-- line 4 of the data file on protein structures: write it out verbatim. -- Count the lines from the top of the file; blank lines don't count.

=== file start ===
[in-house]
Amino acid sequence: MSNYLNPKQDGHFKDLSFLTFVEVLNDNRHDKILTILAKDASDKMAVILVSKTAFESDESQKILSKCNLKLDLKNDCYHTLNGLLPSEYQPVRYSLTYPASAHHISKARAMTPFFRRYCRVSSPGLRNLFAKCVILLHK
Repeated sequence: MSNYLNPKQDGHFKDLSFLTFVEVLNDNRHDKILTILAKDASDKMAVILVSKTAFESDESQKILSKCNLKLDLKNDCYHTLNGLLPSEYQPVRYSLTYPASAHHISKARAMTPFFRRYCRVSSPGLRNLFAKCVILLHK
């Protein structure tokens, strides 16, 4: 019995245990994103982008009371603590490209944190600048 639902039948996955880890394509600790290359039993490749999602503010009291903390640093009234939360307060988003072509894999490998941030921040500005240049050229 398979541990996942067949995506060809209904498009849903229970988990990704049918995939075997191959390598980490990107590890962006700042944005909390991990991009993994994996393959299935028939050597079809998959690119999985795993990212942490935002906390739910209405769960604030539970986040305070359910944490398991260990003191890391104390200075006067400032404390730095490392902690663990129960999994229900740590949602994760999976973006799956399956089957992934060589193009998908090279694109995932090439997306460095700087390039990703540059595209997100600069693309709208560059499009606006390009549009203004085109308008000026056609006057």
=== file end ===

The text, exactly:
């Protein structure tokens, strides 16, 4: 019995245990994103982008009371603590490209944190600048 639902039948996955880890394509600790290359039993490749999602503010009291903390640093009234939360307060988003072509894999490998941030921040500005240049050229 398979541990996942067949995506060809209904498009849903229970988990990704049918995939075997191959390598980490990107590890962006700042944005909390991990991009993994994996393959299935028939050597079809998959690119999985795993990212942490935002906390739910209405769960604030539970986040305070359910944490398991260990003191890391104390200075006067400032404390730095490392902690663990129960999994229900740590949602994760999976973006799956399956089957992934060589193009998908090279694109995932090439997306460095700087390039990703540059595209997100600069693309709208560059499009606006390009549009203004085109308008000026056609006057």